MARTINEZ -- John Swett, father of California's public school system, and John Muir, father of the national park system, were friends, farmers and neighbors in the scenic Alhambra Valley hills.
A century after they died, a conservation group is buying 44 acres of Swett's hilly oak forests, olive orchards, and rugged grasslands to expand the adjacent national historic park site with Muir's home.
The old farm estates of two prominent Californians from Martinez are being linked to protect the nature and history they left behind.
"We feel this is a critical purchase that expands and protects this national park historic site," said Linus Eukel, executive director of the Muir Heritage Land Trust, a group that buys and manages open lands. "If we did not preserve this land, it's at risk of development that would negatively affect on the national park site, the views there and wildlife that live there."
A plan to develop six to eight homes on the property adjacent to the national park site faltered last year when a Central County sewer board balked at including the property in an area to be considered for annexation.
The owners of the property agreed last week to sell it to the land trust for $525,000 within the next nine months, the conservation group announced Saturday night at its annual dinner.
Now the conservation group must raise the purchase funds, plus other money to care for land along the Franklin Ridge for perpetuity.
Eukel said his group plans to turn the property over to the National Park Service to expand the 330-acre Muir Historic site, which includes the mansion where Muir lived until he died in 1914 -- a year after Swett died.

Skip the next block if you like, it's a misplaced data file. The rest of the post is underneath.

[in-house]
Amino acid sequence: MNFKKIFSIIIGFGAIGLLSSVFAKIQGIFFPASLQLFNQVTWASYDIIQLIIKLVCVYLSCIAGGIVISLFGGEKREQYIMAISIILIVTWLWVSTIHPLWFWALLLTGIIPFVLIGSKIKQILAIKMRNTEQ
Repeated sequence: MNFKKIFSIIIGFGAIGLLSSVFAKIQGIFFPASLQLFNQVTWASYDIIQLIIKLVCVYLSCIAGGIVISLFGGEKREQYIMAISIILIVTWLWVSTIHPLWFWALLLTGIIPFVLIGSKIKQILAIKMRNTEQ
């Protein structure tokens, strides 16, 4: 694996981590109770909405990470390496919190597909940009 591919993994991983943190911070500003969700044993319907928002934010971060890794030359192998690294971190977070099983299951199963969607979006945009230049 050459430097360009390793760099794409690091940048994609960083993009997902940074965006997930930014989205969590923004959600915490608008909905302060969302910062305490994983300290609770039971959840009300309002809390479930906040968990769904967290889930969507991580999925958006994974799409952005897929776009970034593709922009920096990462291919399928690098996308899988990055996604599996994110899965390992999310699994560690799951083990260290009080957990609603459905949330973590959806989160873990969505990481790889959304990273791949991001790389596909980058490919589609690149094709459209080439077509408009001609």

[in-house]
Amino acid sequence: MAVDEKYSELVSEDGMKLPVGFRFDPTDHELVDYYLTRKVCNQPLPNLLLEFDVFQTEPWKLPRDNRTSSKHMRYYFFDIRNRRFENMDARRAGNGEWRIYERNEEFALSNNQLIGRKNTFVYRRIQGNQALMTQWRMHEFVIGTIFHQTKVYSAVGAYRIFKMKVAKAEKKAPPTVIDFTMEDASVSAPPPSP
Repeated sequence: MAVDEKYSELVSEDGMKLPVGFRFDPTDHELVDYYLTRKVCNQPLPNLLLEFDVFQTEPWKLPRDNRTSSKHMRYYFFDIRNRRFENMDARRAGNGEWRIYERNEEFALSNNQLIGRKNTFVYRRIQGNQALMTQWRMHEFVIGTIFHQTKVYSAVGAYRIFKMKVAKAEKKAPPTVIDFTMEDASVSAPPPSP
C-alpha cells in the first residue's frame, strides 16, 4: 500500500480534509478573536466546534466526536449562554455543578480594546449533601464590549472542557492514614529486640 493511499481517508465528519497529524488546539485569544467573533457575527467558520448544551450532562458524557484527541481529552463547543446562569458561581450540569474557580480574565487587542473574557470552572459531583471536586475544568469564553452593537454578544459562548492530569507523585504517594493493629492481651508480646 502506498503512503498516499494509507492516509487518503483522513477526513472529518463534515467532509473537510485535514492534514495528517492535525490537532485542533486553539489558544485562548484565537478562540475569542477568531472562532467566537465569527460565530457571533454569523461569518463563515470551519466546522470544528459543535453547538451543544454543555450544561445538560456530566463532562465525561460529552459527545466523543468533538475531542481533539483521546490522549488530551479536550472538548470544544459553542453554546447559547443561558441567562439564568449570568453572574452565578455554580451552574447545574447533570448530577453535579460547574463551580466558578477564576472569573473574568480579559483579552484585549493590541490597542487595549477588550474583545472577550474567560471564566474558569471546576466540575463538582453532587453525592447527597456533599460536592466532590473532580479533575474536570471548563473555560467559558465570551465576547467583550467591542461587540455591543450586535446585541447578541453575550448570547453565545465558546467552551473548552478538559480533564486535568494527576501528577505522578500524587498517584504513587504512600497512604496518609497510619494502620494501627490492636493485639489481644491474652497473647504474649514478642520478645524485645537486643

Before the addition can happen, though, Congress must approve the expansion of the Muir historic site.
Swett owned and farmed grapes and fruit on 185 acres next to Muir's farm estate, and the two men visited each other when Muir wasn't off hiking in Yosemite Valley and the Sierra. On a recent hike led by Eukel, olive trees on a ridge were among the few signs of the agricultural history on the property once owned by Swett, the California school superintendent from 1863 to 1867.
Thick stands of oak and bay trees cover much of the land and a deer bounded into the forest when it saw Eukel and land trust ranger Glen Lewis come into view during the hike. From the ridge top visitors can see views of the Alhambra Valley and Briones Regional Park to the south.
Eukel considers the 44 acres an expansion of the 320-acre Mount Wanda portion of the Muir national site, so named for Muir's daughter.
"We want this to be the southern flank of the national park," he said.
Purchase of the Swett land also will help connect the Bay Area Ridge Trail to the Muir Historic site, he said.
The Muir land trust owns or manages about 3,000 acres of open space and hiking areas in the hills between Martinez and Hercules.
Contact Denis Cuff at 925-943-8267. Follow him at Twitter.com/deniscuff.